Angular 14 introduced a new way to inject providers - the inject function is now callable during the component's construction phase:

private router = inject(Router);
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There are several reasons to like it. Eliminating the problem outlined above is one of them. But it will take time until this will become the standard way of injecting providers in components if it ever will.

Alternatives

I sincerely believe you found the reasons above good enough to get rid of BaseComponent. But our need to share code doesn't go anywhere when we decide to drop one. Also, advice to not do something that is not complemented by what to do instead is not much of advice.

Let's explore the well-known alternative techniques of sharing application logic between multiple components. Depending on your needs you might need one or another, but what they have in common is that each of these options is better than another method in the BaseComponent. These techniques also embrace a very well-known OOP principle.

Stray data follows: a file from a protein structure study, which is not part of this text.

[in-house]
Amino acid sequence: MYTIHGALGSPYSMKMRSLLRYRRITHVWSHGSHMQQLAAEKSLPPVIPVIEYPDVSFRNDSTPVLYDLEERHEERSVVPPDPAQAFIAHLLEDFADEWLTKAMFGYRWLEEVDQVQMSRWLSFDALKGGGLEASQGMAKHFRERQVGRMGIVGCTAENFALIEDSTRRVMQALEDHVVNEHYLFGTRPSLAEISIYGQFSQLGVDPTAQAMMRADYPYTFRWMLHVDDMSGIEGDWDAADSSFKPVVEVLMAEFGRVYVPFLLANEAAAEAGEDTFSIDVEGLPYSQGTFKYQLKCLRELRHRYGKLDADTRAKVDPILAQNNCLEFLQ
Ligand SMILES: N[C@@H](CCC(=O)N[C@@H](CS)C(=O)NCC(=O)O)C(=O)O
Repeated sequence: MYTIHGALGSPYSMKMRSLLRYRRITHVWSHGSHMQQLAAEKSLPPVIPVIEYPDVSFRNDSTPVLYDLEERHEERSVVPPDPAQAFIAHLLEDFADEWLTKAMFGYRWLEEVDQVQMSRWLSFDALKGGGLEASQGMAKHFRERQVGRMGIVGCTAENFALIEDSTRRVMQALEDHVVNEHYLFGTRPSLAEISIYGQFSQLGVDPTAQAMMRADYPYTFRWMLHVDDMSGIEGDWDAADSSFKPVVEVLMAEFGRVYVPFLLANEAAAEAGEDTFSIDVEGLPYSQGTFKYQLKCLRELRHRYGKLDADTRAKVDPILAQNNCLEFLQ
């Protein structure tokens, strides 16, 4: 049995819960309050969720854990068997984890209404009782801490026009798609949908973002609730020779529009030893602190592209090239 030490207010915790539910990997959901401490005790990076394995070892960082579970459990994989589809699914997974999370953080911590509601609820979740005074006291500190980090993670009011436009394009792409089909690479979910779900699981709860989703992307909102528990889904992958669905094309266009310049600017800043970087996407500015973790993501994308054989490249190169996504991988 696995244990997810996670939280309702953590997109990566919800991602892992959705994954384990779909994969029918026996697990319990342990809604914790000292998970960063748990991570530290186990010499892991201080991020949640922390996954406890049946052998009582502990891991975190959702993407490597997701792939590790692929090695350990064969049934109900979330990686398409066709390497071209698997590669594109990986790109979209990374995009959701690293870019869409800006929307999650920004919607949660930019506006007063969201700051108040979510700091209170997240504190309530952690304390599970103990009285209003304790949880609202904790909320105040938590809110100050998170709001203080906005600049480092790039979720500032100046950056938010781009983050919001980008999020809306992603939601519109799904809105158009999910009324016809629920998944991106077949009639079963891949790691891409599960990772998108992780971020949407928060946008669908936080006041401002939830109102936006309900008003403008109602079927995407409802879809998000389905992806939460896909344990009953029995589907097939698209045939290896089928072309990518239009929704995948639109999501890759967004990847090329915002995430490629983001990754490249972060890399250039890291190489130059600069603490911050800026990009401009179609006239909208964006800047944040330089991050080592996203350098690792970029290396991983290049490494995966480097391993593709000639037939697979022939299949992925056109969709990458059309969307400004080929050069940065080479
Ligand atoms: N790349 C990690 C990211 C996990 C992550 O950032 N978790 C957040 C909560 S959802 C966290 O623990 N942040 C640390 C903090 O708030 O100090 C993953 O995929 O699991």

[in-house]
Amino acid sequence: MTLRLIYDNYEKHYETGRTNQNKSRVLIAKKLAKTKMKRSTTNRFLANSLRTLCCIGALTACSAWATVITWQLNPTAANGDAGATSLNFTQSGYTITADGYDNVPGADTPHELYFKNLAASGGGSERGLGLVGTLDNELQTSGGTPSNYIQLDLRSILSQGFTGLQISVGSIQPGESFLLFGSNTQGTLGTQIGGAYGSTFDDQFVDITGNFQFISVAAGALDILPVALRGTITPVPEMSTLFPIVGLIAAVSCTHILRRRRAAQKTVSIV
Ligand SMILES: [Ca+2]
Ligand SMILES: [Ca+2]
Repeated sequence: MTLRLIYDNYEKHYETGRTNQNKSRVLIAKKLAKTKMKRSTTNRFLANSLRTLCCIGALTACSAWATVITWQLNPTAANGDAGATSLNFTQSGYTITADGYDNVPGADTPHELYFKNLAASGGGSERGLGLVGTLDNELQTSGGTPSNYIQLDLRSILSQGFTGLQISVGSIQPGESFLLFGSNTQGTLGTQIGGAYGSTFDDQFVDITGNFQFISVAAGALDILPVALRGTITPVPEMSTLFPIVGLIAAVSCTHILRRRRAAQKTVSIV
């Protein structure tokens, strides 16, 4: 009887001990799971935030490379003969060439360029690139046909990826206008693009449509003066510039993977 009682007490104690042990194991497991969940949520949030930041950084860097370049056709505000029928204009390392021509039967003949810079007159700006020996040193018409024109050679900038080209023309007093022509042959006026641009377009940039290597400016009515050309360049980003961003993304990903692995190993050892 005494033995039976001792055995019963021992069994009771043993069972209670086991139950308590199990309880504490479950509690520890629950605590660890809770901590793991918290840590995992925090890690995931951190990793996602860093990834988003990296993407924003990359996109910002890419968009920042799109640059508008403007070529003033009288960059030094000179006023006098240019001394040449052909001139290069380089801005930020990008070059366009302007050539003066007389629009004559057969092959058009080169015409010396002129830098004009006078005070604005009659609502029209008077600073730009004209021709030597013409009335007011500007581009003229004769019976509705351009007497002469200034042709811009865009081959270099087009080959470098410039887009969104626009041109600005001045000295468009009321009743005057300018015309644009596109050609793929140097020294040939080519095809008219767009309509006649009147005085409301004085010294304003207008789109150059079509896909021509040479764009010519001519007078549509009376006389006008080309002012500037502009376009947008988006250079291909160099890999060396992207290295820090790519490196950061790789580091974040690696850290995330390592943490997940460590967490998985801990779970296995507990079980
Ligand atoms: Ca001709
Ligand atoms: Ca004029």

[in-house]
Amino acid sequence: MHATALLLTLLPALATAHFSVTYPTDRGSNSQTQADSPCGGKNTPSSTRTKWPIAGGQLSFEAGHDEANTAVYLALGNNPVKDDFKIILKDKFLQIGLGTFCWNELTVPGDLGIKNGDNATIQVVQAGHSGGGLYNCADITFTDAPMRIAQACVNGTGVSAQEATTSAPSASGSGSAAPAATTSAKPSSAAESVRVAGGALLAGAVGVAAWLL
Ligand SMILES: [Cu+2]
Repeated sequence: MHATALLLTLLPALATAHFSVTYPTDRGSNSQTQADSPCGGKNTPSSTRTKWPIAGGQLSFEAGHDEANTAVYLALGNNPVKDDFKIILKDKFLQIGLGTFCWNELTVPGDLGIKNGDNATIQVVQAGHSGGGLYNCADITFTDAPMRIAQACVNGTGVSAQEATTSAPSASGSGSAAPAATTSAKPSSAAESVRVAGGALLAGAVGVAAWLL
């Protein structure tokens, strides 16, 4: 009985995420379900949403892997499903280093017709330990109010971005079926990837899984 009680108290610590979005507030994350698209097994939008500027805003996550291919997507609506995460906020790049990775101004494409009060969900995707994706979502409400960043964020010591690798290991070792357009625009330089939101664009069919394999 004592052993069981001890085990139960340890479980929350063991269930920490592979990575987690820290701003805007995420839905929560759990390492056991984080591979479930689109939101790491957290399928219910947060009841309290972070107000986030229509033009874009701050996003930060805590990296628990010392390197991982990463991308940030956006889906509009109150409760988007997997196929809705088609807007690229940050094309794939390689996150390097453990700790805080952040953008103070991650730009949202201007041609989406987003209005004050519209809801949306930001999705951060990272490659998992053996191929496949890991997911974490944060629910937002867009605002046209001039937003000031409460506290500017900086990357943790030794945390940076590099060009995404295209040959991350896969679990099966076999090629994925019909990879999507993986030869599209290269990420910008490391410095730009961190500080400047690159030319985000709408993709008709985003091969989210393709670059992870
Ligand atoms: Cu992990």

We are not going to dive very deep into each of these techniques as they deserve separate topics and there are plenty of articles written on these already. But will have a brief intro to each instead and links attached to some of these to explore the topic in more detail.

View providers

A technique I sincerely believe is heavily underestimated in Angular community is view providers. Or the providers you define in the providers property of @Component decorator's metadata.